Ever heard of a blue lava volcano? Travel to the extremely populated Indonesian island of Java and one will see one of the most remarkable geological sights. Ijen is famous for its sulfur that burns creating the illusion of "blue lava", no other place in the world is quite like it.

This is not the only unique volcanic attraction in Java. The island is also home to the devasting Sidoarjo mudflow or Lusi mudflow - a mud volcano - that has destroyed many homes and was likely manmade (locals give tours of it). The Lusi mud volcano is likely to continue erupting for many years to come. Iceland has the only volcano in the world that one can actually descend and venture inside its depleted magma chambers.


What Is Blue Lava?

Blue lava is not really blue, instead, it is the blue fire or sulfur fire that results from the sulfur being released as it burns. It burns as an electric-blue flame that has the illusory appearance of lava.

  • Reason: Sulfur Burning With an Electric Blue Flame
  • Lava: Not Actually Lava Or a Volcanic Eruption
  • Lava Color: Red-Orange
  • Ignition: Sulfur Ignites at 360 °C (680 °F)

This is a rare phenomenon in the world with the Kawah Ijen volcano in Indonesia being the world's most well-known and documented in the world. The fires there burn regularly.

Sulfur burns as it comes into contact with hot air (combusts at temperatures above 360 °C (680 °F), the resulting flames are energetic and blue. For lava to actually be blue it would need to be at least 6,000 °C (10,830 °F) which is far hotter than anything naturally possible on the Earth's surface.

Other Locations For "Blue Lava":

  • Ethiopia: Dallol Mountain
  • Yellowstone National Park: During Wildfires As They Burn Large Amounts of Sulfur In The Area
  • Kīlauea, Hawaii: During The 2018 Lower Puna Eruption (From Burning Methane)

Related: The World's Largest Volcano Is In Hawaii, And It's Massive Enough To Sink Earth's Crust

About Ijen Volcano

The Ijen volcano is a volcanic complex of a group of composite volcanos in East Java in Indonesia. It is famous around the world for its blue fire, acidic crater lake, and labor-intensive sulfur mining.

  • Location: East Java, Indonesia

The highest point of the volcanic complex is the Gunung Merapi stratovolcano while the caldera Ijen is about kilometers (12 miles) wide. Ijen is to the west of Gunung Merapi and has a one-kilometer wide or 0.6 miles wide turquoise-colored acidic crater lake. This lake is recognized as the most acidic crater lake in the world

  • Acidic: The Crater Lake Is The Most Acidic In The World
  • Name: Gunung Merapi Means "Mountain of Fire" In Indonesian

It is also known for sulfur mining here. Laborers carried sulfur-laden baskets by hand from the crater floor.

  • Largest: Ijen Has the World's Largest Blue Flame Area

As the sulfur from within the volcano breaches the surface, it can get up to temperatures of as much as 600 °C (1,112 °F) - much more than the 360 °C (680 °F) needed for sulfur to ignite.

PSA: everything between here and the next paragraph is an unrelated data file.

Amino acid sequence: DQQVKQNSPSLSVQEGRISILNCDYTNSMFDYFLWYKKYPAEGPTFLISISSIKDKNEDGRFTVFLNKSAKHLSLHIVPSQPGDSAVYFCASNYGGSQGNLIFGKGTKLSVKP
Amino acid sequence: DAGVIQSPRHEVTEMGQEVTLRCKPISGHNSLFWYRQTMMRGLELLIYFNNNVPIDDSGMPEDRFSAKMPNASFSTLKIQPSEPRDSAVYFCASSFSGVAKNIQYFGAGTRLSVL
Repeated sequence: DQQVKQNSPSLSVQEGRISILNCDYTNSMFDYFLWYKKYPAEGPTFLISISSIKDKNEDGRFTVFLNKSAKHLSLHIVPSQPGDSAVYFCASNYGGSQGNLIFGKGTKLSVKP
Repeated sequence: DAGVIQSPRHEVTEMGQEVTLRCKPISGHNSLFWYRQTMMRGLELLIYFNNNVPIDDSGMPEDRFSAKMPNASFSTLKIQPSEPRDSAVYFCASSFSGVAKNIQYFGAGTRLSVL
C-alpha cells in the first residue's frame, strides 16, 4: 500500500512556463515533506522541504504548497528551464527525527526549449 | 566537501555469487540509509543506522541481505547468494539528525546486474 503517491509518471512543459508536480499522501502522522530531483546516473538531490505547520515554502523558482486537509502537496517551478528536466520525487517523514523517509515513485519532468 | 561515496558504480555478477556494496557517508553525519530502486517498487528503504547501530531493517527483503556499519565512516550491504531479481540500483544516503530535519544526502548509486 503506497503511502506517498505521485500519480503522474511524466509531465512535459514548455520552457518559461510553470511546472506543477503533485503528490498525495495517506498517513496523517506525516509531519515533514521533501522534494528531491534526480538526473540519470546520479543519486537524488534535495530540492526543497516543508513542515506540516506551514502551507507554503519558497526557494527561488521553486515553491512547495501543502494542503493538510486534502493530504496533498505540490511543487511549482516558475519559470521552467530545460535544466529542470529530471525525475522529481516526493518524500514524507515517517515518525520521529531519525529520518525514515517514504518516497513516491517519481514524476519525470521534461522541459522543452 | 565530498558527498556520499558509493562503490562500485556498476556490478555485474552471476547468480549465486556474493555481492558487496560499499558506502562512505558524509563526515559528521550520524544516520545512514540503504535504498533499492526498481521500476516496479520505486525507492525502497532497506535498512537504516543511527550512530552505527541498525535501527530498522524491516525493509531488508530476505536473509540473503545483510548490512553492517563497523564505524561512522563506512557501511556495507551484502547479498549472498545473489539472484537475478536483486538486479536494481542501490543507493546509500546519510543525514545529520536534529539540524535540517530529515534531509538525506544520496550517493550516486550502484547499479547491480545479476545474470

As the sulfur encounters lower temperatures and pressures it ignites and bursts into blue flames. These flames can rise up as much as 5 meters or 16 feet into the air.

The sulfur then melts and as it does so it sometimes flows down the face of the volcano while carrying the flames with it. This is a stunning spectacle creating the illusion that blue lava is flowing down the volcano.

  • When To See: At Night (May Not Be Visible In The Day)

If one would like to see these blue flames, one really needs to see them at night - they are not particularly visible in the daylight.

Related: This Is How You Can See The Best Of Volcanoes National Park In Hawaii

Visiting Ijen Volcano With a Guided Tour

There are a number of guided tours to Ijen Volcano and some of them leave from nearby Bali. One can take a ferry across to the island of Java. The viator.com listed "Mount Ijen Crater Volcano Midnight Trekking Tour from Bali – Full Day" is one example of a guided tour to the stunning volcano.

This tour begins with a 4-hour drive to the ferry at Gilimanuk Port in Bali. Here guests have a local dinner and then set off for Mount Ijen’s blue fire. It's another 1.5 hours to the base of the mountain and everyone will arrive by midnight.

At midnight the group treks up to the summit - that takes around two hours. Once the party has reached the summit, they head down into the Ijen Crater (another 40 minutes) where everyone will be able to see the mesmerizing electric blue fire from the volcano.

  • Duration: 7 Hours
  • Admission Ticket: Included
  • Price: $145
  • Included: Pickup  and Drop off From Hotels In Bali
  • Hiking: To Access The Crate Requires A Few Hours Of Hiking

Next: What You Didn't Know About The Volcano That Destroyed Pompeii